Cooling a Hot Photon Wind (part 1)

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Combining low temperatures and high frequency signals is becoming ever more important in the development of quantum technologies. In QuTech for example transmon based devices use some signals in the 2-10 GHz range and spin qubits use even higher frequencies; over 20 GHz. It is desired that the noise in the working bandwidth should be as low, and as cold, as possible, but these devices can be also quite susceptible to unwanted photons at much higher frequencies, 50-100 GHz, leading to extra quasiparticle generation or photon assisted tunneling that can destroy the fragile quantum states. This post aims to be an easy to read tutorial and guide as we look at a model to reduce the distribution of thermal photons from a high temperature to a low one. In the particular case of a 1-dimensional coaxial cable carrying photons from room temperature towards a cold sample mounted in a dilution refrigerator. I’ll try to convey some intuition how this model behaves and what this means for cryogenic design.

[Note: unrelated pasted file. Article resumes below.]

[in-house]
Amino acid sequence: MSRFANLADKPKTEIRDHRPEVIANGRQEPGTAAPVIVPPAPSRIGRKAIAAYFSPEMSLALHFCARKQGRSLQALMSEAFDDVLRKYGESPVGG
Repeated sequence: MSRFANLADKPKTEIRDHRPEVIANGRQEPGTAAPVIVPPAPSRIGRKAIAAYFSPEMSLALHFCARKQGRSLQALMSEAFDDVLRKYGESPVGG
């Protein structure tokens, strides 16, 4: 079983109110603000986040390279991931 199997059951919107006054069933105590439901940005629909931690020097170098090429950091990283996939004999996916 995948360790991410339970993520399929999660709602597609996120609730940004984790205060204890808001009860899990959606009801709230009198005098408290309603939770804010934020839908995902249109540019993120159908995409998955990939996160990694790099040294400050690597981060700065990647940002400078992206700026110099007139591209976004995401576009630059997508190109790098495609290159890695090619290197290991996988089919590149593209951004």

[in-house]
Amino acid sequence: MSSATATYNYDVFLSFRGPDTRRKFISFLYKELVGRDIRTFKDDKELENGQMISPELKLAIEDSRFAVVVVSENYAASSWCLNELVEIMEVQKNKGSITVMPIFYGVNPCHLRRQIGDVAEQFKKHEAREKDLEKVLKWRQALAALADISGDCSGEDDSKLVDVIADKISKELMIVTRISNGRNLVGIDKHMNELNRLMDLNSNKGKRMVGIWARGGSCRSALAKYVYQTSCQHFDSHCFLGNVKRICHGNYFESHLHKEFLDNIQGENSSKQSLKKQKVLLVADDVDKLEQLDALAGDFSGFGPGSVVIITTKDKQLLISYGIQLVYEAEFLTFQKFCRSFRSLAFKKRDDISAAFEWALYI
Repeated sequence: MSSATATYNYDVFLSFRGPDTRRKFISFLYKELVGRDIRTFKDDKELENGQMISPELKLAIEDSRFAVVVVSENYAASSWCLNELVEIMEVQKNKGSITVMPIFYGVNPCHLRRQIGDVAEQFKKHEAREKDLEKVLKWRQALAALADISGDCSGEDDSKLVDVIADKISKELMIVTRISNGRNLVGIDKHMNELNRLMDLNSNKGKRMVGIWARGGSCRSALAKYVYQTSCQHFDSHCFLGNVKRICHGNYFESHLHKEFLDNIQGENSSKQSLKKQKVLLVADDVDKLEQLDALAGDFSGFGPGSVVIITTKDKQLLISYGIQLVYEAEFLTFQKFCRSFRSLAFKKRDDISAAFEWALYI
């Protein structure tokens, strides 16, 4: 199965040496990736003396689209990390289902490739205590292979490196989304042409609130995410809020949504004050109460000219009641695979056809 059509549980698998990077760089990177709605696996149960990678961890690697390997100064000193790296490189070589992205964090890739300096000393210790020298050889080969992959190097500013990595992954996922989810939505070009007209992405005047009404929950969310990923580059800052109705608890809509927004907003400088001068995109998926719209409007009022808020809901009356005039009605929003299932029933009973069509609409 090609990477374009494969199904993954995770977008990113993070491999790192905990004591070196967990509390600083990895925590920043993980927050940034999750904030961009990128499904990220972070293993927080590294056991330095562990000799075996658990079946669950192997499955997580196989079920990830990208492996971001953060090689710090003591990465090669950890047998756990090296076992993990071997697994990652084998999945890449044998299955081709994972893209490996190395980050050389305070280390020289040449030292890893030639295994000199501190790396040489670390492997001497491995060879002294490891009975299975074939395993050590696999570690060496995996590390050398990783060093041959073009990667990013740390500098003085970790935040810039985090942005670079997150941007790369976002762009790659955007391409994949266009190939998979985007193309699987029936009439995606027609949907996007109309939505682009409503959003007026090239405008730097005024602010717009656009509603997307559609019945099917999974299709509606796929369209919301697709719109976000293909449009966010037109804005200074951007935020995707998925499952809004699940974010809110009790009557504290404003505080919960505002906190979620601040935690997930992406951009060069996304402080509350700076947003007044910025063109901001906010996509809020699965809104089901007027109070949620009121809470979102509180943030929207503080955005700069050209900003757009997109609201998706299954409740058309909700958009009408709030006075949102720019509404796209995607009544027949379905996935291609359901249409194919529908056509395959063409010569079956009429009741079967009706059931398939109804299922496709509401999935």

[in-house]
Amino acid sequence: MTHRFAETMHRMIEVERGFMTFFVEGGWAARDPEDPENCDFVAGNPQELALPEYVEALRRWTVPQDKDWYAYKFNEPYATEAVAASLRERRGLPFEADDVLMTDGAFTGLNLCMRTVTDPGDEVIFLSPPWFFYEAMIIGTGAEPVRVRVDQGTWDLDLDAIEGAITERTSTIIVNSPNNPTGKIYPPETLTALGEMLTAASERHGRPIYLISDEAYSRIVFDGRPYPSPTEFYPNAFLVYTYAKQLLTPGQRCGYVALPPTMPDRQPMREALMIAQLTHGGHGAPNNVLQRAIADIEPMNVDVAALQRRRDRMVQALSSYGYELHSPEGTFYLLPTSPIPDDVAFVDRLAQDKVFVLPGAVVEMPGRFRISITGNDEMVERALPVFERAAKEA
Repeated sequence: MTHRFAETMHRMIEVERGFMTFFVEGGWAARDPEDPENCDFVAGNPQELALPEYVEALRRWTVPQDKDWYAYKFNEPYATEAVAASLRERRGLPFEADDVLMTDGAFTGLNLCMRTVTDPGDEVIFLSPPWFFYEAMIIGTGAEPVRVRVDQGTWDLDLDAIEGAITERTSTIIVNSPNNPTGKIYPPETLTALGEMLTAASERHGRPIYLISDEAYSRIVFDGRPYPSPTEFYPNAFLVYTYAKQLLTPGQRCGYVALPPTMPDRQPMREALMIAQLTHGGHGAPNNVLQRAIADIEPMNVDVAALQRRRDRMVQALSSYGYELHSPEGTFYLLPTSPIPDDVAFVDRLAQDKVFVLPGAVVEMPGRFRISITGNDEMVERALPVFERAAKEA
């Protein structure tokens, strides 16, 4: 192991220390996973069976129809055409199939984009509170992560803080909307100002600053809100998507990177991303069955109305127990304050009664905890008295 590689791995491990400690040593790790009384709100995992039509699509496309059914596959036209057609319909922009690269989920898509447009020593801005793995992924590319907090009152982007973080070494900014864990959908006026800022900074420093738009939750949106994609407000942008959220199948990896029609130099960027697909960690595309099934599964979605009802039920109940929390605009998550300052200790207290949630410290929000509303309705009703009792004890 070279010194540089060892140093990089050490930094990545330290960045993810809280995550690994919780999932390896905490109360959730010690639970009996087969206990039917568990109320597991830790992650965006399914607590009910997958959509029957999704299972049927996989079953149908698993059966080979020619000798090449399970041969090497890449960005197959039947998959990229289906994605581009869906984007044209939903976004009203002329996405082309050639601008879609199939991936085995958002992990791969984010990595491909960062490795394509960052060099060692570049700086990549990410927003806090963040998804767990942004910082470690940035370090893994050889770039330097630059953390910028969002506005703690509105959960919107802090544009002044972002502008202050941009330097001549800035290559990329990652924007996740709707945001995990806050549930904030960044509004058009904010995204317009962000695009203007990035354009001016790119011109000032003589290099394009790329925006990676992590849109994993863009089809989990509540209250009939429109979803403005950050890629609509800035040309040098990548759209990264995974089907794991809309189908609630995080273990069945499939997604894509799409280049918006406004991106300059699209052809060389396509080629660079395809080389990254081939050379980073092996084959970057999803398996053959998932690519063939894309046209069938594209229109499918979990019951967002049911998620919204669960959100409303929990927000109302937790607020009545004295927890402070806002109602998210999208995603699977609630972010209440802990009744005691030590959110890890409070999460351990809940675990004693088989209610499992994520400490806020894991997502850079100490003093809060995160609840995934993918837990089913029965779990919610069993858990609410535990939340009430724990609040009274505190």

Continue reading Cooling a Hot Photon Wind (part 1)